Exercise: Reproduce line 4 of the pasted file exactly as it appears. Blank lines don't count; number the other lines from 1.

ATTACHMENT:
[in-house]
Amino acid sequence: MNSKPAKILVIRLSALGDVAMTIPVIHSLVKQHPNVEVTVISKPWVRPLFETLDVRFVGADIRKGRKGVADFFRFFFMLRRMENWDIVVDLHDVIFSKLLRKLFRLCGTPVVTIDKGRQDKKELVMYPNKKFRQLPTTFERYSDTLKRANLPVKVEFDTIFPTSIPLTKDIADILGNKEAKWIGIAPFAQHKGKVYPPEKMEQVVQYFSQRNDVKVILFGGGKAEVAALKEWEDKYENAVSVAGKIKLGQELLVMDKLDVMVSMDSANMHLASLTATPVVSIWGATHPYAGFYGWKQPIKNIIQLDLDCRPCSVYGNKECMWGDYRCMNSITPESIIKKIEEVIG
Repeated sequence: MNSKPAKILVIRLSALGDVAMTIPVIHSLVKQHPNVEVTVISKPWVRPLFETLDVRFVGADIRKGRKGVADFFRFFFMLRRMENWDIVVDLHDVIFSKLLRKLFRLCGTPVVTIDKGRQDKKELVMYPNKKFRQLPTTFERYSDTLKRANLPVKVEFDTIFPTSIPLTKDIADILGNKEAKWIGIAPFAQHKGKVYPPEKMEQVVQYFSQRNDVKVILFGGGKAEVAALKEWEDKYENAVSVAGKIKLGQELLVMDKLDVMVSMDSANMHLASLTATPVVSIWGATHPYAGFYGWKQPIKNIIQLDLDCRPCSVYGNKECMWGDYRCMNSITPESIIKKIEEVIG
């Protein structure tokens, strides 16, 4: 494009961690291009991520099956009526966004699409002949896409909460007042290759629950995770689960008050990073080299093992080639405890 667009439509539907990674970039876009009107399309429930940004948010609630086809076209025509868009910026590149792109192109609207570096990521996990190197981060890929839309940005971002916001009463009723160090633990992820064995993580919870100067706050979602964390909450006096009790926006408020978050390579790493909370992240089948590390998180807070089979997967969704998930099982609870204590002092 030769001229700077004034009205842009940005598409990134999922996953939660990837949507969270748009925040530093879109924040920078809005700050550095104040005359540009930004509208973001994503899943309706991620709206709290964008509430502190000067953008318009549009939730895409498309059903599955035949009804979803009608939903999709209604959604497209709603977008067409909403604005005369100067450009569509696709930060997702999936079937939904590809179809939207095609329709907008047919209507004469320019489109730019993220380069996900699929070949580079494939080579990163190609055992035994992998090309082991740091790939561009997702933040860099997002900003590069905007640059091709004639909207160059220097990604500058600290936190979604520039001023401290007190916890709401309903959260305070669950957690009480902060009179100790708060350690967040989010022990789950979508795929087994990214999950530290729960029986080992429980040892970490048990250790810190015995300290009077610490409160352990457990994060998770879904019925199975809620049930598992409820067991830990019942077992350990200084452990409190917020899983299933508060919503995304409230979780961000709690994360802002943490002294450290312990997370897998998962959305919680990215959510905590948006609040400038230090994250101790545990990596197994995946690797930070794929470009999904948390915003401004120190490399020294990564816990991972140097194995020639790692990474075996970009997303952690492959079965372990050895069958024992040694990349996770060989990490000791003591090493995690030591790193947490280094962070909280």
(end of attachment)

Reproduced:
């Protein structure tokens, strides 16, 4: 494009961690291009991520099956009526966004699409002949896409909460007042290759629950995770689960008050990073080299093992080639405890 667009439509539907990674970039876009009107399309429930940004948010609630086809076209025509868009910026590149792109192109609207570096990521996990190197981060890929839309940005971002916001009463009723160090633990992820064995993580919870100067706050979602964390909450006096009790926006408020978050390579790493909370992240089948590390998180807070089979997967969704998930099982609870204590002092 030769001229700077004034009205842009940005598409990134999922996953939660990837949507969270748009925040530093879109924040920078809005700050550095104040005359540009930004509208973001994503899943309706991620709206709290964008509430502190000067953008318009549009939730895409498309059903599955035949009804979803009608939903999709209604959604497209709603977008067409909403604005005369100067450009569509696709930060997702999936079937939904590809179809939207095609329709907008047919209507004469320019489109730019993220380069996900699929070949580079494939080579990163190609055992035994992998090309082991740091790939561009997702933040860099997002900003590069905007640059091709004639909207160059220097990604500058600290936190979604520039001023401290007190916890709401309903959260305070669950957690009480902060009179100790708060350690967040989010022990789950979508795929087994990214999950530290729960029986080992429980040892970490048990250790810190015995300290009077610490409160352990457990994060998770879904019925199975809620049930598992409820067991830990019942077992350990200084452990409190917020899983299933508060919503995304409230979780961000709690994360802002943490002294450290312990997370897998998962959305919680990215959510905590948006609040400038230090994250101790545990990596197994995946690797930070794929470009999904948390915003401004120190490399020294990564816990991972140097194995020639790692990474075996970009997303952690492959079965372990050895069958024992040694990349996770060989990490000791003591090493995690030591790193947490280094962070909280």